Although there are a few anime that deserve recognition for being unique and worth watching, it still won’t change the fact that they end and I am back to boredom. Yes, they end, just like everything else.

Perhaps when school ended, I was happy that all the stress is gone now, that all the burden has been lifted from my shoulders. School has ended and summer’s here! What more could I ask for? Yes, summer’s here. But what now?

A fleeting thought then struck me one day. “I miss school.” Now where did that come from? Maybe it was the boredom talking? After that, I realized that saying it was stupid.

Counter-thesis: There’s always a moment.

“Live in the moment,” as the saying goes. And I have not. I have only been here, lounging around, waiting for the moment without even realizing that I am living it, only that I have to make the moment better. My missing school came from a selfish desire for me to be busy, to do something worth my time. I had not even seen that when school starts, I’d probably say that I miss summer.

I have resolved to be happy while summer lasts and make the moment count. I’d have to do the things I would not be able to do when the new school year comes. After all, I’ll busy even busier than I have ever been when school starts and probably want summer even more badly. XXX

Drop the What?

Hey Lorenze! I know it’s kind of late but better late than never. Haha. Merry Christmas! Finally, cause if I bring the CD, I won’t find you in school and if I do see you, wala ang CD. So here! I’ve uploaded it so you can download it and share it with other people (if you want).

I’ve compiled songs with awesome bass tracks from my very limited music library for you to listen to and lie down and start crying because of the beauty. I know, I cry to beautiful music too. They are not all jazz fusion as I know you prefer (and I know there are a lot more songs with more awesome bass tracks) but I hope you enjoy listening to this as I enjoyed making it! Haha. Long live music! (But seriously, why didn’t I think of this earlier? xDD)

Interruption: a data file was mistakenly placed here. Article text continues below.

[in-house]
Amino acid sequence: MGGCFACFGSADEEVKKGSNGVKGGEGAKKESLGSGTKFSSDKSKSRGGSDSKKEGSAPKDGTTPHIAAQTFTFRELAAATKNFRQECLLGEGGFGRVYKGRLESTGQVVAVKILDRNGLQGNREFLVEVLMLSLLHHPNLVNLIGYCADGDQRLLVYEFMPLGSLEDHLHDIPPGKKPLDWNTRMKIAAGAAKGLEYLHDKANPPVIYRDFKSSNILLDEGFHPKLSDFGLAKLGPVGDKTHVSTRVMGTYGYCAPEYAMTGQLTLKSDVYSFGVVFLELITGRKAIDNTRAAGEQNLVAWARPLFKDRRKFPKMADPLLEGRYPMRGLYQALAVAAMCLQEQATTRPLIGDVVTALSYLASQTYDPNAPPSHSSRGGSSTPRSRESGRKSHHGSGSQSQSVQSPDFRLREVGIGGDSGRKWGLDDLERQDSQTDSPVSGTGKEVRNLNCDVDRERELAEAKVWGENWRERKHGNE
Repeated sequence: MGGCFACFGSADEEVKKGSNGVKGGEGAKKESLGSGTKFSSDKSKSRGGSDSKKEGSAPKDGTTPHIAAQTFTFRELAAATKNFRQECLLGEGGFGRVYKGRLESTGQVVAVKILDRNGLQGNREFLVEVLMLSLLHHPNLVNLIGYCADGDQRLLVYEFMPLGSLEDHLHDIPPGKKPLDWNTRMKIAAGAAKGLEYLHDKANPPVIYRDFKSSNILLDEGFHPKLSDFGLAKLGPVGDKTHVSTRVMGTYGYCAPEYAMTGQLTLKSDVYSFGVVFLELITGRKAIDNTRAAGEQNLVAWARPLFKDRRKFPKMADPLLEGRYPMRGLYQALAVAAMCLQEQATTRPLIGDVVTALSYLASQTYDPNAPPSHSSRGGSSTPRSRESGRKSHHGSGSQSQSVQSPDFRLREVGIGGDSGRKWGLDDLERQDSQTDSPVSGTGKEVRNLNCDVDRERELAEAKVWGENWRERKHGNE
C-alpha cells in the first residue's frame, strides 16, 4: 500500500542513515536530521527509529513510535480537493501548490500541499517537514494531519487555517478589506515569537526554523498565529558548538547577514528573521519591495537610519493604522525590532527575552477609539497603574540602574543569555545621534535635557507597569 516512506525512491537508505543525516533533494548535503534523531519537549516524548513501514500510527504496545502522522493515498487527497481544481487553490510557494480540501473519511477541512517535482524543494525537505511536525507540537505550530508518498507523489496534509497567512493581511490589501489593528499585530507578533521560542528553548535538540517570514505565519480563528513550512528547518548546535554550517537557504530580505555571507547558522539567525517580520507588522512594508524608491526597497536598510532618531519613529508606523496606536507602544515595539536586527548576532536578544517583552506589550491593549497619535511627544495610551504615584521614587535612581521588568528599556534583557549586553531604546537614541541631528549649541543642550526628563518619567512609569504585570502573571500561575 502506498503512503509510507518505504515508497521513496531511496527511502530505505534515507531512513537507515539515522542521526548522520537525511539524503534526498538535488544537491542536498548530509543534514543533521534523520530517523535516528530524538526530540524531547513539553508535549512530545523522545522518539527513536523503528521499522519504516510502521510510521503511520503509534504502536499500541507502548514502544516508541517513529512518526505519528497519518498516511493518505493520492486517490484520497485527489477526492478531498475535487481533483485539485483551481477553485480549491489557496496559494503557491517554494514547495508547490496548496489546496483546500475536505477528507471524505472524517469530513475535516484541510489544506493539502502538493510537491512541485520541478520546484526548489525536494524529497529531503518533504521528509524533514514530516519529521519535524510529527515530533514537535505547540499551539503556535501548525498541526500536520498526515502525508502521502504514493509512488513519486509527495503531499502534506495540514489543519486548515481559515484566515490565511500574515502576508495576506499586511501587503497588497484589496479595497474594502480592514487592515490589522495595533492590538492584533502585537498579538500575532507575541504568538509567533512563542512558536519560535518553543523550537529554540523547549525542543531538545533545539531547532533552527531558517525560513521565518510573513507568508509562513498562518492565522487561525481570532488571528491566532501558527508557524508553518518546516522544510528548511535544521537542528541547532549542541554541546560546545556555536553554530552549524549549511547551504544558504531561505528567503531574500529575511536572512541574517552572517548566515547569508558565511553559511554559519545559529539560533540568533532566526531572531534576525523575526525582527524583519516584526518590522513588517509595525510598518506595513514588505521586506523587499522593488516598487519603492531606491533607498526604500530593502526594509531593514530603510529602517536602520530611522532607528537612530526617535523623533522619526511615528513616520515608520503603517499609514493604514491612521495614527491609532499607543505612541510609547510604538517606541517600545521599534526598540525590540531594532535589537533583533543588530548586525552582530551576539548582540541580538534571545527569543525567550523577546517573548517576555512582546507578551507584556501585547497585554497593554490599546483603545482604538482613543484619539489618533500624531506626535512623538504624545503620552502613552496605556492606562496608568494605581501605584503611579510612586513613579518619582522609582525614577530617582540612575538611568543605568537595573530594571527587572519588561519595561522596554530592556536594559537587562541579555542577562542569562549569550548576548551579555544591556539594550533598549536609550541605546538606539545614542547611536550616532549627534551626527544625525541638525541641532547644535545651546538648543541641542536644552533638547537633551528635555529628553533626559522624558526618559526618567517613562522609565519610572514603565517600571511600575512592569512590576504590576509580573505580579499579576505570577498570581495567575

Directions for Listening:
Have a good pair of earphones. Enjoy!

Track List:

1. Tongue Tied – Grouplove
2. This is the Life – Two Door Cinema Club
3. Tides – The xx
4. Oo – Up Dharma Down
5. Boy – Ra Ra Riot
6. Uh Oh – Taken By Cars
7. Tightrope – Walk the Moon
8. Treasure – Bruno Mars
9. What You Know – Two Door Cinema Club
10. Lifeline – The Answering Machine
11. Up in the Clouds – Darwin Deez
12. 34 – Taken By Cars
13. Rich Girls – The Virgins
14. Shut Up and Let Me Go – The Ting Tings
15. Love Will Save Your Soul – Grouplove
16. Call Me – Kimbra
17. Sun – Two Door Cinema Club
18. Mr. Schemer – She’s Only Sixteen
19. Jenny – Walk the Moon
20. Change – The Young Veins
21. We Walk – The Ting Tings
22. Fences – Paramore
23. All I Heard – Mitzi

Download it here.

Because Good People Need Good Music: Inside Out

Alas! My first playlist! From head to toe, I’ve searched my playlist for songs that mention, or relate to, – you might have guessed it by checking out the track list before reading this – the human anatomy. Out of boredom, I have created a collection of songs that speak of the wonders of the body.

I made this playlist as an appreciation of the body. It is part of identity as human beings. We would not be ourselves if not for our bodies. But as Darwin Deez mentioned in DNA, all these molecules don’t make me who I am. We are still both body and soul, more than the sum of all our parts. I hope that through the songwriters’ mentions of the different parts we learn of the importance of the body and of transcending it to achieve greater meaning.